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Afro-Cuban Religious ArtsPopular Expressions of Cultural Inheritance in Espiritismo and Santería$
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Kristine Juncker

Print publication date: 2014

Print ISBN-13: 9780813049700

Published to Florida Scholarship Online: January 2015

DOI: 10.5744/florida/9780813049700.001.0001

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Religious Pluralism and the Afro-Cuban Ritual-Arts Movement, 1899–1969

Religious Pluralism and the Afro-Cuban Ritual-Arts Movement, 1899–1969

(p.12) 1 Religious Pluralism and the Afro-Cuban Ritual-Arts Movement, 1899–1969
Afro-Cuban Religious Arts

Kristine Juncker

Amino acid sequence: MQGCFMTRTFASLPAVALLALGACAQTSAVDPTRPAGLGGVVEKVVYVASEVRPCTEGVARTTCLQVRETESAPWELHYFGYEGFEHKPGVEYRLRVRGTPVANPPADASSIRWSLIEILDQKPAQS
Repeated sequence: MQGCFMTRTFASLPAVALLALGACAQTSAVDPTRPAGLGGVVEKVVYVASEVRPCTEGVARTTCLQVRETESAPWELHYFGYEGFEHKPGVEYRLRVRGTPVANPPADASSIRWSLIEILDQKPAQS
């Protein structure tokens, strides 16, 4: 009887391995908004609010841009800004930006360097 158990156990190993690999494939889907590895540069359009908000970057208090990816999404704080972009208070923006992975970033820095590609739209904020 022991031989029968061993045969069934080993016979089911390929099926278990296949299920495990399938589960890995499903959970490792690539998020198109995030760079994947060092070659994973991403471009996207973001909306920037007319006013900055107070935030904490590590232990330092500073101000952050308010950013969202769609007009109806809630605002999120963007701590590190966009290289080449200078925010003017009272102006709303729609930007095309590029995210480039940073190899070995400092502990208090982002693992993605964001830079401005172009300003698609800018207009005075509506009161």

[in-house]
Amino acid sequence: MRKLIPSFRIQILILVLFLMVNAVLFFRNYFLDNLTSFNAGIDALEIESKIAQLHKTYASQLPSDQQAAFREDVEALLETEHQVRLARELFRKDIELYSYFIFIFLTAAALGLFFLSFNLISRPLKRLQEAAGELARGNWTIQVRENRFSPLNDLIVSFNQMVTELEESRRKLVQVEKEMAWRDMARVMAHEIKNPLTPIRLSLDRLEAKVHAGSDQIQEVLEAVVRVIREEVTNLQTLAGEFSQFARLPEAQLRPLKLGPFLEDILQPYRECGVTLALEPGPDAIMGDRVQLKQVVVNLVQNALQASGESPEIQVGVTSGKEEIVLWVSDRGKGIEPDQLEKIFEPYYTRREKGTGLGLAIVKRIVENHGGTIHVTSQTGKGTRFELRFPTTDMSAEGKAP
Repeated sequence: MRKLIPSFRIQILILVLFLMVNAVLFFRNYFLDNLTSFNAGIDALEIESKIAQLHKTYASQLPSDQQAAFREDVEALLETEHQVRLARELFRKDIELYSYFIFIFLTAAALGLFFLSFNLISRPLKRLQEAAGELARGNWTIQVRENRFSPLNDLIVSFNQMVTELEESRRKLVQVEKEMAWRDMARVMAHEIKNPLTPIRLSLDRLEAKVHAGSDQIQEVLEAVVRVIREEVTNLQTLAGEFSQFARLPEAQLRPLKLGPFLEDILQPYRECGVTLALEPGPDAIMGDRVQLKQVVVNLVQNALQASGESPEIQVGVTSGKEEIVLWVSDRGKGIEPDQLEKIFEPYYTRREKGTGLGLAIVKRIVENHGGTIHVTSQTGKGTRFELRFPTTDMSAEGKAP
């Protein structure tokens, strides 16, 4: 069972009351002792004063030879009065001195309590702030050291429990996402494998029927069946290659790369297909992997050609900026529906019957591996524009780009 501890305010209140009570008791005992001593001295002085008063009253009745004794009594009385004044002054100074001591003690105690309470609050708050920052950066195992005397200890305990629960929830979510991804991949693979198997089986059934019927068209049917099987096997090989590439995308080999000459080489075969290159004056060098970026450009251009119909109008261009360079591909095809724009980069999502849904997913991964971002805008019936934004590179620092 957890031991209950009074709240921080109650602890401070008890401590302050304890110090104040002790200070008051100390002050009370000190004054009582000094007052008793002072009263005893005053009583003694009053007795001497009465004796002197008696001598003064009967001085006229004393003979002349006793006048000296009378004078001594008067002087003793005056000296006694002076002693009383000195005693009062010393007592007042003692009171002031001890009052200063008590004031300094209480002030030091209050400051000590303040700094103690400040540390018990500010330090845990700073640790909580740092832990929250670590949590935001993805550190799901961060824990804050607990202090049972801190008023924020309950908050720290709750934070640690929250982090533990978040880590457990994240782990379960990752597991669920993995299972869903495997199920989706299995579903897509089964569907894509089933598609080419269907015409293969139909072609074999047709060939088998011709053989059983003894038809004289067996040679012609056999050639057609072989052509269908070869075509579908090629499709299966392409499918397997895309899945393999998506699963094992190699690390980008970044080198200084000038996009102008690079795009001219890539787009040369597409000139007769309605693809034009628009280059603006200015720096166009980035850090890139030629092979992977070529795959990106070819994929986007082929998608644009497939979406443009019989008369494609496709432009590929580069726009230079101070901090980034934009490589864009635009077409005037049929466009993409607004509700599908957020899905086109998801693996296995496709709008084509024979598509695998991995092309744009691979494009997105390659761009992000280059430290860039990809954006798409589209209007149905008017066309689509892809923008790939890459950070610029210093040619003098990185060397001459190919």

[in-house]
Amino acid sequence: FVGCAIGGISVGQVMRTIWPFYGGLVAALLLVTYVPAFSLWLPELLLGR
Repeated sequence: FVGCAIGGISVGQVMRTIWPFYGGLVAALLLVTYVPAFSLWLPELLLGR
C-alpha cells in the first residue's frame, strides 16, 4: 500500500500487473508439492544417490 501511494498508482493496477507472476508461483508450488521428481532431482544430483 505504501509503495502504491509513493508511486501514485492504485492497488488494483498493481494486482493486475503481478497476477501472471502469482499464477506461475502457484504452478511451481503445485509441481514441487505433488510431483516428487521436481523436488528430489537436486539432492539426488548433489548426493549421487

University Press of Florida

Historiographic analysis of early twentieth-century literature on Afro-Caribbean religious arts reveals critical struggles among scholars, the popular press, and practitioners with respect to the expression of African diasporic identities. Authors including Fernando Ortiz, Melville Herskovits, Lydia Cabrera, and Rómulo Lachatañeré wrote defining scholarship on Afro-Caribbean religions, including Santería. Notably, the press adopted unverified scholarly language and made ideas such as syncretism, or the conflation of more than one religion, especially relevant to social and political struggles of the time. As a result, religious leaders, including the women featured in this book, adopted multiple distinct belief systems in order to best navigate this history.

Keywords:   pluralism, Afro-Cuban, religious arts, Fernando Ortiz, Melville Herskovits, syncretism, Rómulo Lachatañeré, Lydia Cabrera

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